The Canonization of Scripture
Ottawa University Online
The word canon has evolved over time to come to mean the official inventory of books, like that of Athanasius, that a religious community regards as its authoritative source of doctrinal and ethical beliefs. The word comes from the Greek kanwn and most likely from the Hebrew qaneh and Akkadian, qanu. Literally, it means a straight rod or bar; a measuring rule as a ruler used by masons and carpenters; then a rule or standard for testing straightness (Harris 24). In the past, canon referred the doctrines of the church that were accepted as rule of faith.
The canonization of the New Testament was a long and complex process. Canonization served two purposes. It clarified the beliefs church leaders considered true and acceptable; and it provided a unifying force for the churches throughout the Roman Empire. Canonization provided a firm written authority for universal belief and practice. A major factor in the permanent establishment of a New Testament canon was the Vulgate, a translation done by Jerome. This translated the scripture into common Latin of western Roman civilization. For nearly one thousand years no new translations of the Bible appeared even as new European languages developed through the dark ages of the medieval period. The Vulgate remains the official Bible of The Roman Catholic Church (Harris 31-32).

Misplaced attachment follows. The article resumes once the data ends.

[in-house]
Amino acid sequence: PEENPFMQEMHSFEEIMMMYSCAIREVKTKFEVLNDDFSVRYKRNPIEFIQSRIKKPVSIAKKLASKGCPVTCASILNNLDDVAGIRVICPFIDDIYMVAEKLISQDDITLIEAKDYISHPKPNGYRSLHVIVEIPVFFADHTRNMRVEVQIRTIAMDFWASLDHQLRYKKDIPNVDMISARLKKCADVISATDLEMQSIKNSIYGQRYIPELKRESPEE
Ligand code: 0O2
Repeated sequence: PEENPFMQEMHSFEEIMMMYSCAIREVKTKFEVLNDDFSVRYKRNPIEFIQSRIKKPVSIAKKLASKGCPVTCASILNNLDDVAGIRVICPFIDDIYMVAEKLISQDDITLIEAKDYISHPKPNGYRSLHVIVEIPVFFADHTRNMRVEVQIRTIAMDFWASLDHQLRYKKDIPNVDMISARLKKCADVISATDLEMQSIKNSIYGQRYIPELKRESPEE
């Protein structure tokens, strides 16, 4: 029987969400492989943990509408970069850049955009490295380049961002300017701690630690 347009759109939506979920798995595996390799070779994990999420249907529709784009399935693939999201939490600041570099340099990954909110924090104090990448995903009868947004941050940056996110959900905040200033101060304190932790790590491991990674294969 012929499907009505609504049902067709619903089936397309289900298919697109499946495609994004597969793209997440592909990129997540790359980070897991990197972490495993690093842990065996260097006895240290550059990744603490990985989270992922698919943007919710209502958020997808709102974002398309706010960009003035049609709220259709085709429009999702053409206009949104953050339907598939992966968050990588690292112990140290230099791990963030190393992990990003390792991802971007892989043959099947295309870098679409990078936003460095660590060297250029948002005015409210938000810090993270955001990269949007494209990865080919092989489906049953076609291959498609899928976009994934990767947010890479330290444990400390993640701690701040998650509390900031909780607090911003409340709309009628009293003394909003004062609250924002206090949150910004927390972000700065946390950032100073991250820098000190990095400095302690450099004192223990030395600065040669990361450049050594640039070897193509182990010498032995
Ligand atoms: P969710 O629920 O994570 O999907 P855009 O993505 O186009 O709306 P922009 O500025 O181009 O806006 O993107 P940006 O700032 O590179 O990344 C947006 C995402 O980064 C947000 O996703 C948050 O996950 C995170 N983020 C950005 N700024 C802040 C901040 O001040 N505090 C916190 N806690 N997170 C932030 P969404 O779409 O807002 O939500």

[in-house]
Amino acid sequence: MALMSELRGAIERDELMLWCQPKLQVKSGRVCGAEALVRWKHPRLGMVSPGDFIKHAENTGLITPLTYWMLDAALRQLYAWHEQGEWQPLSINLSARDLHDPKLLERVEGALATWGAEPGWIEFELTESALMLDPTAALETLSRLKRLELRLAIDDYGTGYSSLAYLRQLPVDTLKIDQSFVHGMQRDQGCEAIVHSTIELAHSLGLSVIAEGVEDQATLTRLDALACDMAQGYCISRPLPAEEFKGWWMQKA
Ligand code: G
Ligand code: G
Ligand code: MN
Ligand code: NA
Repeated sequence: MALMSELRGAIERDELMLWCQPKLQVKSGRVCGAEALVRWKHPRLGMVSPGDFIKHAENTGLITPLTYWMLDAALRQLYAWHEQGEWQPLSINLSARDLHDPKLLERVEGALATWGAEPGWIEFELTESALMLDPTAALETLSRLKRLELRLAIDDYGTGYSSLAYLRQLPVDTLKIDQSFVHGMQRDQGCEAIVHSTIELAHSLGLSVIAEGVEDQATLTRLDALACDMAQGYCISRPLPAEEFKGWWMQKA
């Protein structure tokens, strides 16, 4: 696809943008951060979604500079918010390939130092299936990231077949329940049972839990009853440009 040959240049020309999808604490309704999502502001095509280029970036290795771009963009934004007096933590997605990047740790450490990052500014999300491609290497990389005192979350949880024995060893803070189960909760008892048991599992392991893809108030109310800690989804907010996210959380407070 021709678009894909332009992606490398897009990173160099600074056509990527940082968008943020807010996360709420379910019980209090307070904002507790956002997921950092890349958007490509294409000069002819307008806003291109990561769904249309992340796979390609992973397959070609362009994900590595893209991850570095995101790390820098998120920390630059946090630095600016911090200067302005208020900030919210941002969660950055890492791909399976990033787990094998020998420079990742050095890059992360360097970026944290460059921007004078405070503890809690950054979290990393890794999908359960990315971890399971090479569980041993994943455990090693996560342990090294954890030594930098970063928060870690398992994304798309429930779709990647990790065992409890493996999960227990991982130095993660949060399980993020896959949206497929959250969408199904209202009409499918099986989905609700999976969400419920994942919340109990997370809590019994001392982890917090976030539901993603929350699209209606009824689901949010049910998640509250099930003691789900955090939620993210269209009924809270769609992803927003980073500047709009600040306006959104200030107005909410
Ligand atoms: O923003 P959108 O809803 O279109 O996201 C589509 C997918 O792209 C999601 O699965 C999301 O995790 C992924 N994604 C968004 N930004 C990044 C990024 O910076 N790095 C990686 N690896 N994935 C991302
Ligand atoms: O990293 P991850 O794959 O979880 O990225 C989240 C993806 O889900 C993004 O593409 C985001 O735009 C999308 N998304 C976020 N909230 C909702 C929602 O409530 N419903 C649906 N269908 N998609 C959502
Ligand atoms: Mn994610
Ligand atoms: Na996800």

The protestant canon differs from the Roman Catholic canon. The protestant Bible is seven books shorter that the Roman Catholic Bible. Martin Luther removed the seven books and placed them in the appendix during the reformation of the church, which began in 1517. The books remained I the appendix until 1826 when they were removed all together. Luther's German translation of the Bible (1522–1534) was the first version in a modern European language based not on the Latin Vulgate, but on the...
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